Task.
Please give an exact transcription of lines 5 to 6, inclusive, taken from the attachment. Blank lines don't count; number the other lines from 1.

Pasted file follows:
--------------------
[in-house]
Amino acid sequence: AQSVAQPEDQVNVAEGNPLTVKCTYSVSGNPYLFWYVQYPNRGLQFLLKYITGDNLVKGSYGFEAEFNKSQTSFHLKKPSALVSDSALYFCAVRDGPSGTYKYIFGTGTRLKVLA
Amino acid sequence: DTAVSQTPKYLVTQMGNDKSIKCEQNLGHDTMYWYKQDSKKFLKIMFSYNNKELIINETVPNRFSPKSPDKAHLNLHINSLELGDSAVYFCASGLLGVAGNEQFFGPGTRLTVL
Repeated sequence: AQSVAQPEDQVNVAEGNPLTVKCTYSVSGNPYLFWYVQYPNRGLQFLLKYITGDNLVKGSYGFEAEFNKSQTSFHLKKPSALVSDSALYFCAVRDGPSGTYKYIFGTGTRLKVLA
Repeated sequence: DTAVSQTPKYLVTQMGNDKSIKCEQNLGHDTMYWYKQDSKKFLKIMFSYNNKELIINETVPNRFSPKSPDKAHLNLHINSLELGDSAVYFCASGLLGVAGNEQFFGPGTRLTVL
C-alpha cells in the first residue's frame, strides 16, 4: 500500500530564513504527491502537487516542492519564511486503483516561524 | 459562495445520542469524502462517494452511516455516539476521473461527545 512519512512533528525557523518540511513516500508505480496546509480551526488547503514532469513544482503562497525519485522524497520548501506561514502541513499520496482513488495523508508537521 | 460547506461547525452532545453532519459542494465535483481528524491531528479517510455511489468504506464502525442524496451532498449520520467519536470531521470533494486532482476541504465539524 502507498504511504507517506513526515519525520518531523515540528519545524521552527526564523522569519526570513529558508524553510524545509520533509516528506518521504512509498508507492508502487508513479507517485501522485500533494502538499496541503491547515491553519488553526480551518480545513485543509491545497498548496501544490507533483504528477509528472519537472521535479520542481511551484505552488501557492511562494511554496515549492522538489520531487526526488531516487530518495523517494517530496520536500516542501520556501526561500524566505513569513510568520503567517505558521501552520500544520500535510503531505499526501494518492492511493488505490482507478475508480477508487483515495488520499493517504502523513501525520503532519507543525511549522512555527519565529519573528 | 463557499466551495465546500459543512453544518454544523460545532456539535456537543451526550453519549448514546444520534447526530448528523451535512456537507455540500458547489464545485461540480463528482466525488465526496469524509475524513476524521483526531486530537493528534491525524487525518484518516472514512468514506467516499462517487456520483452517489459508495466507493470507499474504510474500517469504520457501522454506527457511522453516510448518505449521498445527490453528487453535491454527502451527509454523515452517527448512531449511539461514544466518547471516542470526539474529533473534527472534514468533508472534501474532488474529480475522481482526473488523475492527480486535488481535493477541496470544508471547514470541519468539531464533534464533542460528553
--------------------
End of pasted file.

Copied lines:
Repeated sequence: DTAVSQTPKYLVTQMGNDKSIKCEQNLGHDTMYWYKQDSKKFLKIMFSYNNKELIINETVPNRFSPKSPDKAHLNLHINSLELGDSAVYFCASGLLGVAGNEQFFGPGTRLTVL
C-alpha cells in the first residue's frame, strides 16, 4: 500500500530564513504527491502537487516542492519564511486503483516561524 | 459562495445520542469524502462517494452511516455516539476521473461527545 512519512512533528525557523518540511513516500508505480496546509480551526488547503514532469513544482503562497525519485522524497520548501506561514502541513499520496482513488495523508508537521 | 460547506461547525452532545453532519459542494465535483481528524491531528479517510455511489468504506464502525442524496451532498449520520467519536470531521470533494486532482476541504465539524 502507498504511504507517506513526515519525520518531523515540528519545524521552527526564523522569519526570513529558508524553510524545509520533509516528506518521504512509498508507492508502487508513479507517485501522485500533494502538499496541503491547515491553519488553526480551518480545513485543509491545497498548496501544490507533483504528477509528472519537472521535479520542481511551484505552488501557492511562494511554496515549492522538489520531487526526488531516487530518495523517494517530496520536500516542501520556501526561500524566505513569513510568520503567517505558521501552520500544520500535510503531505499526501494518492492511493488505490482507478475508480477508487483515495488520499493517504502523513501525520503532519507543525511549522512555527519565529519573528 | 463557499466551495465546500459543512453544518454544523460545532456539535456537543451526550453519549448514546444520534447526530448528523451535512456537507455540500458547489464545485461540480463528482466525488465526496469524509475524513476524521483526531486530537493528534491525524487525518484518516472514512468514506467516499462517487456520483452517489459508495466507493470507499474504510474500517469504520457501522454506527457511522453516510448518505449521498445527490453528487453535491454527502451527509454523515452517527448512531449511539461514544466518547471516542470526539474529533473534527472534514468533508472534501474532488474529480475522481482526473488523475492527480486535488481535493477541496470544508471547514470541519468539531464533534464533542460528553